It is my turn to bring coffee, which delays me. I set the boxed bag down by the cup dispenser and holler out Joe, come get it. Faces I never got to know turn to look at me with flat, tearful eyes. Christmas is at the front of the room with her hand held over her face, deliberately still. What did I miss? I walk over with a tray of coffees and notice they’re all snacking on cookies. I think, Oh how perfect I brought coffee just now. I notice even the guys are crying, like this one sporty type named Stripe. He leans toward me and whispers, She’s workshopping one of her own pieces. Dude, that’s how it’s done. He dries his eyes and says with a mouth full of cookie, I'm like paralyzed by her technical grace.

Placed on my chair is a mahogany-colored teddy bear cookie. I lift it and notice then the glasses drawn in frosting. Christmas draws her hand away from her face. Her arms are all bandaged at the wrists. She has glasses on today.

Do we need, greater proof of, our mortality, than the rust smell, of blood?



She falls to an egg position and the group stands to applaud. I grab the cookie in my teeth and clap, too. Once the iron flavor reaches my brain it is too late to spit it out. And it would be rude, with her watching me from the floor. I remove it and set it on the chair and down two scalding coffees and turn and leave before the applause subsides. Pretty intense, huh? Celina is in the hallway as usual.

Yeah. Remedial or not, I am not cut out for this. She smiles, which is not un-pretty, and looks at me differently. I have a number of things more I could say, but don’t. Her mood ring is unchanged.

Are you leaving? You can’t leave. Don’t.

I’m leaving, yeah.

Did you present? Oh my God you presented and I missed it. I was really looking forward to what you had to say. She reaches out and touches my elbow with one of her small hands. I’m sorry, she repeats. Congratulations.

Thanks, I say. But I didn’t present. I’m not going to.

Her chin ticks back into her neck. Today’s the last day. You won’t graduate. You know that right Not, like, to tell you things or whatever.

My brother has a match I cannot miss.

Well... she says. She raises a little-handed fist into the air meekly. I go.

My dad confronts me on the way I parked his car. He isn’t talking now, but the confrontation stretches to fill the whole evening before the match. He is confronting me by being in the living room watching foreign poor.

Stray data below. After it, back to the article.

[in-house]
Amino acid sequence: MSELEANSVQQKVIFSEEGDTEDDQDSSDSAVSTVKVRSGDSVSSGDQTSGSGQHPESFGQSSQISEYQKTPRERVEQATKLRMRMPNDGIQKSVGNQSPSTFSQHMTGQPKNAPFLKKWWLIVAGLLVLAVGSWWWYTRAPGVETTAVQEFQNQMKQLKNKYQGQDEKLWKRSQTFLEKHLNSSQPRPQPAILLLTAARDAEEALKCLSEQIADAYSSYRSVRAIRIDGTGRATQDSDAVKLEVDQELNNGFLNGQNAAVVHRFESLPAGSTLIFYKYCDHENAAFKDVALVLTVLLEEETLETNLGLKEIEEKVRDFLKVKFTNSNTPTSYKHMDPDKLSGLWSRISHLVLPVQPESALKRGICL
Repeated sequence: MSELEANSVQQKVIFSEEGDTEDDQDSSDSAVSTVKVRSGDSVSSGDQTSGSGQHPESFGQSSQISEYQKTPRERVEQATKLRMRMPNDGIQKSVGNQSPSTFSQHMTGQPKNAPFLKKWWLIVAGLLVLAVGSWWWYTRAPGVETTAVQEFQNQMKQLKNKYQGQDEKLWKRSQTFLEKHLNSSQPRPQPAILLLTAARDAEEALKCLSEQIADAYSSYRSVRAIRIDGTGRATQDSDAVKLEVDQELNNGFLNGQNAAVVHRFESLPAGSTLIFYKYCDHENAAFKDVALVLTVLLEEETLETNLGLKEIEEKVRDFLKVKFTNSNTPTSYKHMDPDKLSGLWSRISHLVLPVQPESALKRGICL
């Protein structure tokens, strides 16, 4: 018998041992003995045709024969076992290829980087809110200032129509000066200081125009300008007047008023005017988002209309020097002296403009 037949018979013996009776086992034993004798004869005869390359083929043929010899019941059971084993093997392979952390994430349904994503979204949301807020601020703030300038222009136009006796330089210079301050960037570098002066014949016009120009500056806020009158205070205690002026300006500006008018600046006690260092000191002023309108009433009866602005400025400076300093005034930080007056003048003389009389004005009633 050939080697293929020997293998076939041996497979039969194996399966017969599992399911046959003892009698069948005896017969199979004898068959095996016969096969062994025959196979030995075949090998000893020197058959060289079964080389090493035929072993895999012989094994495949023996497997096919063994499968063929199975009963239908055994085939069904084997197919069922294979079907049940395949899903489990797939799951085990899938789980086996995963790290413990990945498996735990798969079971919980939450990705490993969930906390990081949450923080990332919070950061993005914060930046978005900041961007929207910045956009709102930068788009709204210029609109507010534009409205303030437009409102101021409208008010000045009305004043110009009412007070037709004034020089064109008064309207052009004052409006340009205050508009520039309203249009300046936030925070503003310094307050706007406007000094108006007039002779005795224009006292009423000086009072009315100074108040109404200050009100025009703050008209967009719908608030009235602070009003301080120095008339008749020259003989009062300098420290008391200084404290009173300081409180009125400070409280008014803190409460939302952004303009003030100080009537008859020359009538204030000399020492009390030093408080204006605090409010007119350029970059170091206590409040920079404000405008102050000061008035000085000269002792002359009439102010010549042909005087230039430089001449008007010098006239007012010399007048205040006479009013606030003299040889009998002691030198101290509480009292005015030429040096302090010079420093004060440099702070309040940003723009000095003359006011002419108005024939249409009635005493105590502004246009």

Metal roofing is God’s gift to the rural fool, he says, looking at me with accusing, predicting eyes.

I jangle the keys in front of him and he nods.

The Nicaraguan wants it more than Hemlock, and I am afraid there’s nothing I can do about that. Though heaven help me, I try. Think about Mr. Tomlisczak, I shout to the areas of the boy knot I believe to be my still-conscious little brother. Think about what he did to you. White tile! I yell. Cheap cologne! Soft towels! The triggers don’t enrage him this time. He goes down hard in the second.

The Nicaraguan’s coach is a good guy. He comes to shake hands and give me Hemlock’s ear in a small baggy with ice. Maybe next time, you know?

Yeah, Maybe. Thanks for this.

Your hermano...

Corazon, I say, touching my fist to my chest over my heart. I know. But it’s not enough. He needs more training. He needs...

The coach lows like a cow and tips his head about, left to right to left. Yes? he asks laughing. He needs...?

In the car I give Michael a tranquilizer and his ear.

I did bad. He looks at me. I said I did bad.

We have to get you to the clinic. Where’s your chip card?

I don’t know. Mom had it.

Look in the glove box. Be careful with the bag. Don’t crush it.

I’m not.

Do you see it?

He retrieves his old card. Here, he says.

Put the gummy thing around your wrist. Don’t lose it.



I heard you.

Do you want me to come in? I’ll come in. Go in, I’ll wait. He shouldn’t be alone when he’s sedated, and if it wears off, the shame of losing will hit him all at once. I swallow two, enter the clinic.

There is a shooting at the other end of the waiting room. By the time we figure out what happened, the man’s neighbors have lifted him back into his chair. A woman, a wife maybe though young, goes off grumbling about starting paperwork over from scratch.

Michael is yelling for me several aisles away. Now I am awake.

Check it out, he says as I catch up to him.

I check it out. It is a robotic ear. Mom’s going to be pissed and I say as much.

No she won’t. This is way better. I have advanced hearing and connectivity. I just found the game pack. Pretty sweet, huh?

You’re hopeless. His eyes rock off as he does something to the ear with is mind. Why’d you choose green?

Money, I guess. I dunno. Nature or whatever.

Dad fell asleep watching genocide. Michael isn’t allowed to watch it before bed, but a defeated Hemlock sure deserves a treat. I make sandwiches. By the time I get back into the living room the anti-inflammatories have worn off and his lips are too swollen to get food past. I set both of our plates aside, not really hungry when I think about it.

Where’s your ear, anyway? What did they do with it?

He shrugs.

I shrug.

He turns all the way around and looks at dad, then looks at me again and gestures writing.

No, I say. I blew it off. A few more times and we’ll be classmates. How would you like that?

He crosses his eyes and tries to stick out his tongue.

We fail at our imaginary lives, bro. They're imaginary, and somehow, we still friggin fail.

He nods, looks at me and nods again more conclusively.

I’m not cut out for education.

I surf away from the bodies organized in rows. I know all of these shows and just sort of flick. I go to recorded material and select wrestling. With the remote, I gesture at the screen, to the two bodies struggling to overcome one another for prize money. He looks for a moment, shakes his head. We keep surfing, wounded and silent and anticipating as if searching for a scheduled time of crying we misplaced. Headlights arc across the living room wall.

Ryan Francesconi